The receptionist’s seat is empty, the five-star hotel restaurant no longer serves customers and the staff flees in view of the guests.
Welcome to Marco Polo in Wuhan who is chased by the specter of the new deadly coronavirus that has infected nearly 6,000 and originated in this city of central China.
Wuhan and its 11 million residents, plus anyone who was visiting, are now isolated from the rest of the world, quarantined until the Beijing government can control the outbreak.
The luxurious Marco Polo is one of the few hotels that has remained open as the crisis broke out, despite fears about person-to-person transmission.
But the moment you set foot in the hotel on the banks of the Yangtze River, it is clear that this is not the usual thing.
The lobby desk has no staff and the silence is disturbing, a strange contrast to the brightly colored decorations of the Lunar New Year that celebrate the Year of the Rat.
The hotel, generally bustling and modern, is more or less empty, and the staff struggles to combat absolute boredom, when they are not confined to a room for mandatory rest periods.
To stay active, staff participate in group exercises at 10 am daily to try to stay healthy.
“After doing so, we felt much more relaxed,” said a hotel employee, Zhu Juhua.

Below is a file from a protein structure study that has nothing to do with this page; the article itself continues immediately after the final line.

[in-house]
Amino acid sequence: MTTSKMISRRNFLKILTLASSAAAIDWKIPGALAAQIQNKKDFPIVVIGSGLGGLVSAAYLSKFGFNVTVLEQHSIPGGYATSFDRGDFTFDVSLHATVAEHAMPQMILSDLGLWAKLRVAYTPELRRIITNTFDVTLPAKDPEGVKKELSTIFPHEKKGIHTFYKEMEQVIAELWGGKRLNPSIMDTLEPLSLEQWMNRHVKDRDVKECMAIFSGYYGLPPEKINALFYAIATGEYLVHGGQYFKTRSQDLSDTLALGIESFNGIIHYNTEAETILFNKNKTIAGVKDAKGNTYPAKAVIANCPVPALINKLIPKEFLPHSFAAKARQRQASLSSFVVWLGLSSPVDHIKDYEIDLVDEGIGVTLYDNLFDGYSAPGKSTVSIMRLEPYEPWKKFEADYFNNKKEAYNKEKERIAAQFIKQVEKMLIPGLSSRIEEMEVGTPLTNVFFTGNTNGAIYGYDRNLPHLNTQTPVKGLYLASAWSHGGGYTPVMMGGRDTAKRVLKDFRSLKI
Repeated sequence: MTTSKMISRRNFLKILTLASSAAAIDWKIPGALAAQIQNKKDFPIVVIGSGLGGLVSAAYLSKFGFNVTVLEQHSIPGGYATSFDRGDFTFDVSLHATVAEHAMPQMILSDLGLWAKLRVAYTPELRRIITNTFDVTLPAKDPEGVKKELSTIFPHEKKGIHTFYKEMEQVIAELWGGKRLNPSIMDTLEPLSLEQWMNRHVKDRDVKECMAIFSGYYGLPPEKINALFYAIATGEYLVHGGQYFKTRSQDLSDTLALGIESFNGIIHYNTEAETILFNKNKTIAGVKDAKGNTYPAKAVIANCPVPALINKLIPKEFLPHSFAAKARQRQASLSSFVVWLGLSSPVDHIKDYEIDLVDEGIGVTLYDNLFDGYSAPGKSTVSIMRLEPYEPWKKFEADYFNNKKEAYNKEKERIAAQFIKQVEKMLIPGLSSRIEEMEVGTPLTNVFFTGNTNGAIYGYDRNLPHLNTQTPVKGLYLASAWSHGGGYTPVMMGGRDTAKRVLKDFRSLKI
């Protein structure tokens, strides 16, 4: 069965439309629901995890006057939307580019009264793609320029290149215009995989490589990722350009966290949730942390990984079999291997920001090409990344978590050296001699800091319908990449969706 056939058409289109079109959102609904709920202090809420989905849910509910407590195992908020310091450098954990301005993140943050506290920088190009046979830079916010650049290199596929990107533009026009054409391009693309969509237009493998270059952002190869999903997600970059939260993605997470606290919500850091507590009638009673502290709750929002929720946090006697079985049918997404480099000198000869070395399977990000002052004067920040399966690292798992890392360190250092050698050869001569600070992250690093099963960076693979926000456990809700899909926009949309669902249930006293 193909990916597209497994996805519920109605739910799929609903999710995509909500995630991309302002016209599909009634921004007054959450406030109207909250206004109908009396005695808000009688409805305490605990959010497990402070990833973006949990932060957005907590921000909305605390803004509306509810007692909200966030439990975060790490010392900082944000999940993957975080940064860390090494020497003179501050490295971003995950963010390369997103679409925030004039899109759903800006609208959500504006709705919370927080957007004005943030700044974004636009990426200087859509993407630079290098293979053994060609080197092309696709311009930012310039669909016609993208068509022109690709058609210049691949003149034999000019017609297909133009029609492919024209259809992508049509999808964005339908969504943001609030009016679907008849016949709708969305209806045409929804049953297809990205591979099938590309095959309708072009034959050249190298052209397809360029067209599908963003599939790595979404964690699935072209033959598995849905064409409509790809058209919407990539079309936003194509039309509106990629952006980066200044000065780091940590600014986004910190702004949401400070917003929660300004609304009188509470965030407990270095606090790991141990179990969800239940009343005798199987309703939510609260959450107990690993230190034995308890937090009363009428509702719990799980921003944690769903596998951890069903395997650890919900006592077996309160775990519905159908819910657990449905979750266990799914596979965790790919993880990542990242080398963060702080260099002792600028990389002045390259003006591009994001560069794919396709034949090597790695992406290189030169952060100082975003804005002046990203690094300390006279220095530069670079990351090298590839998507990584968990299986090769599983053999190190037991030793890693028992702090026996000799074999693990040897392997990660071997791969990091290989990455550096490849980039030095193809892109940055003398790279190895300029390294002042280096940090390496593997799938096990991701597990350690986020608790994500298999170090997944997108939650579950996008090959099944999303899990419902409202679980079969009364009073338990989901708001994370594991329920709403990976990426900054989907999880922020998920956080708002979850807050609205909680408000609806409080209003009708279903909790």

“This type of activity can improve our physical endurance, as well as our mental endurance,” said another, Xiao Fan.
The threat posed by the virus has caused some changes in habitual behavior in the high-end hotel.
All guests must wear facial masks on the property, and each time someone leaves, they are observed with the greatest suspicion.
Every time someone enters or leaves the hotel, a security guard checks their temperature for signs of fever.
“It’s fine if the temperature is within 37.3,” says Xiao, who is responsible for measuring the temperature of staff and guests.
“If it exceeds 37.3, we will take the necessary measures.”
In addition to the feeling of fear, an ambulance removed a child with a fever from the hotel earlier this week.
Guests are asked to complete forms explaining their movements.
One of the questions is: “Have you been in contact with someone infected with the coronavirus in the last two weeks?”, A reference to what is believed to be the maximum incubation period.
The Marco Polo has 356 rooms, and is generally 80 percent full during the busy Lunar New Year period, an employee told AFP on condition of anonymity.
But now, there are only about 20 guests left, the employee said.
Most of them are simply stranded because the city is in quarantine, without trips inside or outside by road, rail or air.
Currently, only two of the hotel’s 34 floors have guests.
The restaurant is closed to prevent the spread of the disease, although guests can still request room service.
“When I opened the door, the housekeeper left the tray on the floor and fled as if she had seen a ghost,” said a guest from Latin America.
Some employees were seen in the halls of the hotel with full protective suits.